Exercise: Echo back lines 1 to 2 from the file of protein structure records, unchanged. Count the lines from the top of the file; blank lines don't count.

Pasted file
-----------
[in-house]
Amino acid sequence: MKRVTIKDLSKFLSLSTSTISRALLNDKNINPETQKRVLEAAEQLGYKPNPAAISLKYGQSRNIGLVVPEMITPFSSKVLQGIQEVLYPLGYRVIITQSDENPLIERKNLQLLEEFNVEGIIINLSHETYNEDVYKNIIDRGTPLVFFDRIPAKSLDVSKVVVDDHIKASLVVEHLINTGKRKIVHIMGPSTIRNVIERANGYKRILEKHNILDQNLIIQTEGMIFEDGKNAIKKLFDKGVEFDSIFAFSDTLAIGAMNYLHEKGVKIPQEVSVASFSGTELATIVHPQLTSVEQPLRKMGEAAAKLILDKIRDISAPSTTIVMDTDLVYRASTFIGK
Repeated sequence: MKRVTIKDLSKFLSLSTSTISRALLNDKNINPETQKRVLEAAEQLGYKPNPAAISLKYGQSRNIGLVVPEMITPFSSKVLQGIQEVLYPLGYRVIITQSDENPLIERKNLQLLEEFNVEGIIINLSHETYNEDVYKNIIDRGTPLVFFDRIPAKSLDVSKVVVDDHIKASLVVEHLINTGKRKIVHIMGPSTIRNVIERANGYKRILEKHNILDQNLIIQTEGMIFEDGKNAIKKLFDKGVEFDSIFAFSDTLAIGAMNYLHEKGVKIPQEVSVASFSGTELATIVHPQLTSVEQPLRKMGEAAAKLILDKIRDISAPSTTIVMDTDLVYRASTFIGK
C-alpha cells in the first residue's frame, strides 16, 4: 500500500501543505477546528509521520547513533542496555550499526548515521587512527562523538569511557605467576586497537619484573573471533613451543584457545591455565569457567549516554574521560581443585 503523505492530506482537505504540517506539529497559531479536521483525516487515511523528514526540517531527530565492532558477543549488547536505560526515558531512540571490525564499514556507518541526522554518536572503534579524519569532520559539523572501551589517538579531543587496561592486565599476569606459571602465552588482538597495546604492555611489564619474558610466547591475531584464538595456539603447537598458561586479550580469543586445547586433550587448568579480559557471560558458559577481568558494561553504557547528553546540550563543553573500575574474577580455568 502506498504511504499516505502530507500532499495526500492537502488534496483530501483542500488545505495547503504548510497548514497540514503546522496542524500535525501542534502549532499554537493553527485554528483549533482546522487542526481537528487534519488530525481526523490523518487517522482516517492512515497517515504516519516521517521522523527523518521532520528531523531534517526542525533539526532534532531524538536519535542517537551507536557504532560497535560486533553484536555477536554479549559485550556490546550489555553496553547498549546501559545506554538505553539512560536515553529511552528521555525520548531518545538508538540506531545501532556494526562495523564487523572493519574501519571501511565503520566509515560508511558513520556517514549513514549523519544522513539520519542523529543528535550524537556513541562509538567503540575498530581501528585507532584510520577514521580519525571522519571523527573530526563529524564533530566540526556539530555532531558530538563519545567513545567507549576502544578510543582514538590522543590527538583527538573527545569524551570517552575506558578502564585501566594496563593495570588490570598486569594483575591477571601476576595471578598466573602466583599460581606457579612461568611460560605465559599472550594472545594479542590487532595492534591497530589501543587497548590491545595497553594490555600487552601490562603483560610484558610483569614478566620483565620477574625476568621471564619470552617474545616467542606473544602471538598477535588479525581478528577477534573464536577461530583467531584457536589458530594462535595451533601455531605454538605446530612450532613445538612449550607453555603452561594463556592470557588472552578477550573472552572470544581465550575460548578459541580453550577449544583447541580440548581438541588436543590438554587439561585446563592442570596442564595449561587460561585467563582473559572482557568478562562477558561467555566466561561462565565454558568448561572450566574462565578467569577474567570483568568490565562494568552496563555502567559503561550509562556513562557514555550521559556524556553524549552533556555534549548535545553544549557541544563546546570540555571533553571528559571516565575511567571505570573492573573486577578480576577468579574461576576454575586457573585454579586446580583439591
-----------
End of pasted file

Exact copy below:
[in-house]
Amino acid sequence: MKRVTIKDLSKFLSLSTSTISRALLNDKNINPETQKRVLEAAEQLGYKPNPAAISLKYGQSRNIGLVVPEMITPFSSKVLQGIQEVLYPLGYRVIITQSDENPLIERKNLQLLEEFNVEGIIINLSHETYNEDVYKNIIDRGTPLVFFDRIPAKSLDVSKVVVDDHIKASLVVEHLINTGKRKIVHIMGPSTIRNVIERANGYKRILEKHNILDQNLIIQTEGMIFEDGKNAIKKLFDKGVEFDSIFAFSDTLAIGAMNYLHEKGVKIPQEVSVASFSGTELATIVHPQLTSVEQPLRKMGEAAAKLILDKIRDISAPSTTIVMDTDLVYRASTFIGK